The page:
starring Timothée Chalamet, Olivia Colman, Matt Lucas, Hugh Grant
screenplay by Simon Farnaby & Paul King
directed by Paul King
by Walter Chaw Paul King's Wonka is the sort of film upon which it's so difficult to find purchase that it attracts critical facility: the Gene Shalit school of equivocal wordplay favoured by capsule writers and elderly sports columnists that substitutes cleverness for insight. A bad thing when there is critical insight to be mined, but some artifacts are possibly only interesting for the fact of them. About ten minutes into Wonka, I started thinking in terms of confectionary puns: how airy and light this movie is, how sugary sweet on the tongue yet troublesome for the gut. How it's an indulgence, a gobstopper somewhat less than "everlasting." A bean somewhere short of every-flavoured. I used to joke that there are movies that should come with an insulin plunger. And before I knew it, Wonka opened a chocolate factory, made a deal with a workforce addicted to his product (like a drug dealer, yes?), sang half a dozen songs, I bet, and then the film was over, and I remembered almost nothing about it. And so it is, and so it has remained.
Here's what I do recall: Timothée Chalamet is young Willy Wonka, aspiring chocolatier, who, as the picture opens, arrives in a dreary industrial London dominated by three competing candy-makers who remind very much of the villains from another Roald Dahl work, Fantastic Mr Fox. Wonka sings about his hopes and aspirations as his pocketful of farthings is steadily whittled away by a combination of devious beggars and Wonka's native generosity. The songs are the kinds of songs I can't remember once they're done but don't mind overly in the moment. They're like a routine visit to the dentist, I guess, after you've spent six months flossing. Willy, desperate for a job, meets fellow orphan Noodle (Calah Lane), who covers for him whenever Willy wants to slip out to try selling a few of his magical candies to the unassuming public. He has ones that make you fly for a while; meanwhile, he's stuck in indentured servitude to Mrs. Scrubbit (Olivia Colman), who charges him more for his room and board than he could ever earn in the maintenance of it. Is Wonka about wealth disparity and the atrocity of capitalism? It is, to the extent that it also sees capitalism as a means through which to escape itself. As lessons about the world go, "Be better at business" is pretty low on the "this is what I want to hear right now" pole.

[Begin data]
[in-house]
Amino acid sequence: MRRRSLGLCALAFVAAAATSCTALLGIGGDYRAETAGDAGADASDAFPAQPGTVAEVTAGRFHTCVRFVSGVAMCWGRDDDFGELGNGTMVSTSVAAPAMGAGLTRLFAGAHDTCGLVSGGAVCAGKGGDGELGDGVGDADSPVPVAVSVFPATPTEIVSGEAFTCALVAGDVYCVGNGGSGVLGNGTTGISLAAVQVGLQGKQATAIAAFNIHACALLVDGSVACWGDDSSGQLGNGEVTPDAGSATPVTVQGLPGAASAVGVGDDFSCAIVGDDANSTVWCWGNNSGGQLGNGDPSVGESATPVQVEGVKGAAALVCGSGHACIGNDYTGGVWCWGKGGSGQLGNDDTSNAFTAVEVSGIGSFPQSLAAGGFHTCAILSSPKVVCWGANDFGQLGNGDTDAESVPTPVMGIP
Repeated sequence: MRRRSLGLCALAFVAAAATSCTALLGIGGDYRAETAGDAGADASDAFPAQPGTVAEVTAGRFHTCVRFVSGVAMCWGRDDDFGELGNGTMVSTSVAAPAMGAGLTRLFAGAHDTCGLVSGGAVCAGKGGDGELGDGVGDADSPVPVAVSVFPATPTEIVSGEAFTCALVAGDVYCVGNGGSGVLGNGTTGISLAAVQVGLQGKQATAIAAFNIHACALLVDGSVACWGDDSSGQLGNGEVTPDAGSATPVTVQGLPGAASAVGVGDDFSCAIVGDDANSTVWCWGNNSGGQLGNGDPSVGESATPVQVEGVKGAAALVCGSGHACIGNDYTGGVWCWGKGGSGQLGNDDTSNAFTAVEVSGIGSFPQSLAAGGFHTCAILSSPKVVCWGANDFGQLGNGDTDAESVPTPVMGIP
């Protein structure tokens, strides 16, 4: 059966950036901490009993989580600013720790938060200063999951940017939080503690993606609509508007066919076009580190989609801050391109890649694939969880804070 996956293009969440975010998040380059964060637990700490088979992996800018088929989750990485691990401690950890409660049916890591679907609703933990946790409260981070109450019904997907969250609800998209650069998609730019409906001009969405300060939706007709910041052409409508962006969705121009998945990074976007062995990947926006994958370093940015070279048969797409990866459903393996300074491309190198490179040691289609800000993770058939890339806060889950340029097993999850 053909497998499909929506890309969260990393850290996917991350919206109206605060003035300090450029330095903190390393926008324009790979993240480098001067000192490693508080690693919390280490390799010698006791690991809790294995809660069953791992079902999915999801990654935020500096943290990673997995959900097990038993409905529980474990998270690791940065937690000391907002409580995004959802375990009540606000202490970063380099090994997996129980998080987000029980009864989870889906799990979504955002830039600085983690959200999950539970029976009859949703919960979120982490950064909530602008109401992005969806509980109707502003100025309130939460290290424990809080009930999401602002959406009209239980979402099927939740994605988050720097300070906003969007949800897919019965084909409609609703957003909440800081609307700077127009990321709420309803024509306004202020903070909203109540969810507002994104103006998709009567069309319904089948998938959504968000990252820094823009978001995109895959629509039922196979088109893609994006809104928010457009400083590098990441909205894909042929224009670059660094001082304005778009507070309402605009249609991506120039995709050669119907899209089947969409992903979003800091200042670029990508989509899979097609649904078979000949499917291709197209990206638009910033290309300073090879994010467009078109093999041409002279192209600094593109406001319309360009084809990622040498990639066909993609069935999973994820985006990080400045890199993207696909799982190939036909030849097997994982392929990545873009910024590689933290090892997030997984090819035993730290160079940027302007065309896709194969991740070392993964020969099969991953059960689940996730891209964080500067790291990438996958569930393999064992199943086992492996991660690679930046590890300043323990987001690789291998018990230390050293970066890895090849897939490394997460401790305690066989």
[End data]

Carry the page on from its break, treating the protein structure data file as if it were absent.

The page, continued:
Wonka avoids this a little bit by founding Willy's entrepreneurial zeal on the desire to free his fellow wage slaves from their wage slavery, but...look, I don't want to make a big deal out of Wonka's Dickensian politics. The film isn't interested in the process and details of work so much as it's a vehicle to make winking references to the Gene Wilder film for which this is the prequel, and to move itself towards a performance of "Pure Imagination," which Wilder once infected with so much unctuous creepiness I can only listen to it ironically. Maybe that's the main takeaway from Wonka: Decades of running a business that exploits a servant class the same way Scrubbit exploits Wonka himself have made him dangerously, chicken-beheadingly mad. I forgot to mention Hugh Grant as a very angry Oompa-Loompa: a sneak thief Wonka captures one night preparatory to the two of them forging an alliance that will eventually bear fruit. I read and reread Roald Dahl's "Charlie and the" books with great zeal as a kid. I laughed heartily at Dahl's perverse cruelty and hatred of difference--at the sledgehammer racism of Charlie and the Great Glass Elevator, in which he portrays China's head of state as a Mr. Yunioshi-ian patchwork of appalling racial stereotypes and envisions a world-eating menace as giant space sperm looking to penetrate the egg-like Earth. There's nothing that edged in Wonka, although there's controversy in the lack of friction. Well, there would be if I could remember what fucking happens in this cloyingly saccharine glazed bonbon.